Wednesday, April 21, 2010

Shocking elements of humor

            This semester has been very enlightening in many aspects.  To be perfectly honest, before this course I had never thought about laughter or humor in general.  I didn’t realize there were so many types of humor models or theories for laughter. 

            Although these things have been very interesting I think the most shocking thing from the course has been witnessing first hand exactly how personal yet universal humor is.  The sixty second stories really solidified this fact for me.  For the most part each person told a very personal story about themselves or their family members or their friends; although the rest of the class don’t personally know these people nor did they witness the scenario we were all able to find humor in it.

            A prime example of this would be Christina’s childhood fear of Santa gaining so much weight from cookies that he would be unable to fit down the chimney.  Christina and I have had a number of courses together but still don’t know each other on a personal level and I certainly don’t know what she was like as a child.  Regardless, when the clip played and the girl on the camera’s facial expression conveyed absolute fear and even anger and she began yelling about Santa gaining weight the entire class erupted into laughter.  We all found humor in the same thing.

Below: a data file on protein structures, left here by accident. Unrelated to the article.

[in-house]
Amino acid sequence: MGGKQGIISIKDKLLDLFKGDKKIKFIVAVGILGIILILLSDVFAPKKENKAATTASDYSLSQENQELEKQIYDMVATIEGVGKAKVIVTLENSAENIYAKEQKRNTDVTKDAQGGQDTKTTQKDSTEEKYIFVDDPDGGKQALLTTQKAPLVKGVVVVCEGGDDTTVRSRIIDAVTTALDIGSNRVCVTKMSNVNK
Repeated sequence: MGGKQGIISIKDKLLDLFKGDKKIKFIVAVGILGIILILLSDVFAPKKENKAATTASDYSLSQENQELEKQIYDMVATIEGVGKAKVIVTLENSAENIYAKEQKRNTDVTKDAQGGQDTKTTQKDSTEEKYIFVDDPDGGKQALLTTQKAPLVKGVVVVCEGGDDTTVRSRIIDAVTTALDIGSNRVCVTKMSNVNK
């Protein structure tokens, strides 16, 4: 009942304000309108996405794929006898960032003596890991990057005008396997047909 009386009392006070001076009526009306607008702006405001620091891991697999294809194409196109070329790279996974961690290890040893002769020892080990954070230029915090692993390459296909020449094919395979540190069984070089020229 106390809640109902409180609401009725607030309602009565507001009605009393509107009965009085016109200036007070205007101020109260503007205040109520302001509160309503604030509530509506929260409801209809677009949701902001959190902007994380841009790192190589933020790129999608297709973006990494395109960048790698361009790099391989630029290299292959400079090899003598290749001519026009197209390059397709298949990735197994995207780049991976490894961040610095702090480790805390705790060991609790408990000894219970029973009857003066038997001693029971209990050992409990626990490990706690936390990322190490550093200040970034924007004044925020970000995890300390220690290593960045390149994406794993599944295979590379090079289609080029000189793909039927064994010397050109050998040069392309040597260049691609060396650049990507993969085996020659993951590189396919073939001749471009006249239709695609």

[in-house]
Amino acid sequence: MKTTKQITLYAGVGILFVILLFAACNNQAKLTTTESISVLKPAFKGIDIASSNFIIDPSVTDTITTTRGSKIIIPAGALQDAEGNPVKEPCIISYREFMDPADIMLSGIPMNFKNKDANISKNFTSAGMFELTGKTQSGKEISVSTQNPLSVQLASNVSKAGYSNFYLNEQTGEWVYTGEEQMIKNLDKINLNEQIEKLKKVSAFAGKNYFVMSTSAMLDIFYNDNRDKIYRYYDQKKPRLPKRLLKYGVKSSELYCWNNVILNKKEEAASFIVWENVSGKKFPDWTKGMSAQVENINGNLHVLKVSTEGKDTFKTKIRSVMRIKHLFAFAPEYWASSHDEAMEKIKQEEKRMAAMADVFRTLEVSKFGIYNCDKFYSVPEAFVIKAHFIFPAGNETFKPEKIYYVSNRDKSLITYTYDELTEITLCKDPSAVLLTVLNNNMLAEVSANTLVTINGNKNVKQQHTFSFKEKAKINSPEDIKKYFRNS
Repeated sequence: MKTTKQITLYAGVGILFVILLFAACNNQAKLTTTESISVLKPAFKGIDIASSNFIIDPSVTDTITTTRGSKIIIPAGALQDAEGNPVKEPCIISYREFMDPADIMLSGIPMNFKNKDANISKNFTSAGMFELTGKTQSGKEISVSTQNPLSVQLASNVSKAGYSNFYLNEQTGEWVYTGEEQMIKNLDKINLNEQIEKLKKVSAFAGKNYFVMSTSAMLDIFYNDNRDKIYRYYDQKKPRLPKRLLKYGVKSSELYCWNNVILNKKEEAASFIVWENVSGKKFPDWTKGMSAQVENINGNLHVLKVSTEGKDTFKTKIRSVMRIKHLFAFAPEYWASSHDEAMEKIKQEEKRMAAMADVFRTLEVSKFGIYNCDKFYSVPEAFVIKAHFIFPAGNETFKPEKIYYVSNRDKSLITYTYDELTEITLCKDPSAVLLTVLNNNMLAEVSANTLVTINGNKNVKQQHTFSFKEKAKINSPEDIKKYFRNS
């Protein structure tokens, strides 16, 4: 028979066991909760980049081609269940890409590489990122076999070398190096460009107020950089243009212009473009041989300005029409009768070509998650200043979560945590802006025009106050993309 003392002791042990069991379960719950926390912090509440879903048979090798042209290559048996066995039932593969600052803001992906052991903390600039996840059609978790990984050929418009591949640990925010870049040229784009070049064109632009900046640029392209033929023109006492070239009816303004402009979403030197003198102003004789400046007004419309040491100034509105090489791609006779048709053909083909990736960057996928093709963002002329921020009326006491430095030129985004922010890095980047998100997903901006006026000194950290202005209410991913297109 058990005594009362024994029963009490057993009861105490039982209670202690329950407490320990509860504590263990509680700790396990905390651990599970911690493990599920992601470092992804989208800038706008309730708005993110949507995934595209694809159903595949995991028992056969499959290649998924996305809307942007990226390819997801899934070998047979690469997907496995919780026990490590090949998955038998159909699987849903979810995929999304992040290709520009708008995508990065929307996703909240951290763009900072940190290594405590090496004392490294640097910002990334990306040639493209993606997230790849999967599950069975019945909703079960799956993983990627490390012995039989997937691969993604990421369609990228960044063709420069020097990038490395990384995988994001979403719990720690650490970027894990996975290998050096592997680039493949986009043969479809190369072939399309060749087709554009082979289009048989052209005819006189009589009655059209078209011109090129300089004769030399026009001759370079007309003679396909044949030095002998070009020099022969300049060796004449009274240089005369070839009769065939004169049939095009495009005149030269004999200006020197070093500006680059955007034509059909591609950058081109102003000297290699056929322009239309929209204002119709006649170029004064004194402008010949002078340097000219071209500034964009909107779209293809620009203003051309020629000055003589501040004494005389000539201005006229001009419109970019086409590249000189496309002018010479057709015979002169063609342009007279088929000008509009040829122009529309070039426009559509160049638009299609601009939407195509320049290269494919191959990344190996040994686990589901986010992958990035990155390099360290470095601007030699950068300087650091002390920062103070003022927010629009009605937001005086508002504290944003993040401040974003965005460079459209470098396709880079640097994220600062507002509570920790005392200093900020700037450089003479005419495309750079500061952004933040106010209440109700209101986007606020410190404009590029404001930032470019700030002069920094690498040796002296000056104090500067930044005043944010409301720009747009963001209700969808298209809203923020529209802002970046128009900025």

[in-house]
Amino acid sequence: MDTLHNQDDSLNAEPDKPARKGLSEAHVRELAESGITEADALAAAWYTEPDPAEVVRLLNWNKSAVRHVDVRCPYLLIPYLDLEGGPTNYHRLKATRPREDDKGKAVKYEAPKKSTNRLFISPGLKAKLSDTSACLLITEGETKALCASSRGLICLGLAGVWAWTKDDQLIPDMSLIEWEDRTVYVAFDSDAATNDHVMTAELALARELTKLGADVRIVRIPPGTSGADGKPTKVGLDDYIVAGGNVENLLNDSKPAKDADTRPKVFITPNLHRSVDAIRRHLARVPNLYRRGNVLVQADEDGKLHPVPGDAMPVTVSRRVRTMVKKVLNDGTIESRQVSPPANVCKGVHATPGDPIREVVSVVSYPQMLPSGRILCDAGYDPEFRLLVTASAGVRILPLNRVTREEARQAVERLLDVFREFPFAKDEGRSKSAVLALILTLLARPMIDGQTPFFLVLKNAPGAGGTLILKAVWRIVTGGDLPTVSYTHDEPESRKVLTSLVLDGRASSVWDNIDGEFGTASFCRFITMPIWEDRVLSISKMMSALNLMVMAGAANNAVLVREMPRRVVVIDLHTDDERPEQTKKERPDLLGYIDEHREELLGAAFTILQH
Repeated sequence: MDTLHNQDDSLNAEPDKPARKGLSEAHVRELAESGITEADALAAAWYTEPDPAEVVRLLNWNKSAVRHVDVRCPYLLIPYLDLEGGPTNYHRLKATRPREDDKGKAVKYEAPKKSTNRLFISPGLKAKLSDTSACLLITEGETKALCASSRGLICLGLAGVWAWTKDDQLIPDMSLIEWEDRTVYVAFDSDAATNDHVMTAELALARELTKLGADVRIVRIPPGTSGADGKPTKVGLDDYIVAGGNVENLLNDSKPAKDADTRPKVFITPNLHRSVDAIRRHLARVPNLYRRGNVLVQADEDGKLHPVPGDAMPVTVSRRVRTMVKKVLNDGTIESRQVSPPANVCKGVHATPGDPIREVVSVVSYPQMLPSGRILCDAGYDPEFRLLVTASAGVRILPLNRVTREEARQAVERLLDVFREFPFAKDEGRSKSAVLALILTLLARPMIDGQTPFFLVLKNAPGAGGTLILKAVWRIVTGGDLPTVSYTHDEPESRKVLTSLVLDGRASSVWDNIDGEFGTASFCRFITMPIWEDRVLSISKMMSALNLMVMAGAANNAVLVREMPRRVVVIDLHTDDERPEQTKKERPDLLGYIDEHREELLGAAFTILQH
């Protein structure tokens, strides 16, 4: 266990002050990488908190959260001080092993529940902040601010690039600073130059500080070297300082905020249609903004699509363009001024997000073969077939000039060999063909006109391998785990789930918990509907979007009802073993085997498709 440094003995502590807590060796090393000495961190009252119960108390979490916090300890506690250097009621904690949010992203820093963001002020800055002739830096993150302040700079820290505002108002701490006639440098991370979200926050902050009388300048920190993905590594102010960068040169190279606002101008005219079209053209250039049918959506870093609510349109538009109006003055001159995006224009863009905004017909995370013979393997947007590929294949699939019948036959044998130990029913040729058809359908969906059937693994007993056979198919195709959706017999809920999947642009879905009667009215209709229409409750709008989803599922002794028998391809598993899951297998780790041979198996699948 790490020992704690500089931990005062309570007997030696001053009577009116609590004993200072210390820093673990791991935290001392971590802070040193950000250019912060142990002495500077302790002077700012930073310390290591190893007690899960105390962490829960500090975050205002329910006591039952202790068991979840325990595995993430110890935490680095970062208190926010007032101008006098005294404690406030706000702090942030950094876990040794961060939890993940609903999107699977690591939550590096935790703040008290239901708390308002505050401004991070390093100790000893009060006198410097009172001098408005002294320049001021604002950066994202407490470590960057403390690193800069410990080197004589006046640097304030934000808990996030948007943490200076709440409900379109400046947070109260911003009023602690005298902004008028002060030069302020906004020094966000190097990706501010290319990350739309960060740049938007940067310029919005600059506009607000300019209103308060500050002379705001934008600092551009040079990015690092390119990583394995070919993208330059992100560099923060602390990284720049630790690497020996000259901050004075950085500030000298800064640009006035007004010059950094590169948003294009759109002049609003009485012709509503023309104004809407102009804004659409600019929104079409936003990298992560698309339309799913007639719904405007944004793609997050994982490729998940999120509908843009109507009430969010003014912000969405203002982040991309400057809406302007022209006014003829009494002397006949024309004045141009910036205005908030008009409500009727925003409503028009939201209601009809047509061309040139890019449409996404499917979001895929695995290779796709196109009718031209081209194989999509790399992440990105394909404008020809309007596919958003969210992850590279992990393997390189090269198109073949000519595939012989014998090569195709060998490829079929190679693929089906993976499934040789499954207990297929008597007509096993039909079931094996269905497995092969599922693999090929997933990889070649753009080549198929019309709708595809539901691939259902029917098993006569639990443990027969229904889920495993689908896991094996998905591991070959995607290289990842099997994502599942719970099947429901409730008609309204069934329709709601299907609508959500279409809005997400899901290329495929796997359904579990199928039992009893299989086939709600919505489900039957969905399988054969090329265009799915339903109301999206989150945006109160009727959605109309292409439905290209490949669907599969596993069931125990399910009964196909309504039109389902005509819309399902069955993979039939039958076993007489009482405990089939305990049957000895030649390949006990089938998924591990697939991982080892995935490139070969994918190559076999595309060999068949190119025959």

To go further, there have been plenty of times when I have found myself horrified by some comments that were made in class by my fellow students and on multiple occasions this had led me to fully recognize the diversity within the classroom.  Perhaps this is why I found it so incredibly interesting that such a diverse group of people found themselves finding the same thing hilarious and thus, connecting through humor.

            All of the books we have read this semester have helped to shed light on this fact as well.  The more humorous books by Amy and David Sedaris or Tyler Perry or Jeff Kinney have had the same effect as those that were a bit more sentimental (but also funny), such as Gilbert.  All of these authors seem to use humor to connect the audience to the book and keep their attention as well as connect the characters within the texts. 

            Overall, I would have to say the most shocking thing this semester was realizing and truly understanding not only how universal humor is, but also realizing that it has the ability to connect people.  This fact is incredibly fascinating as well as reassuring; obviously, diversity is a wonderful thing but it is also comforting to know we all have a common thread between us.  

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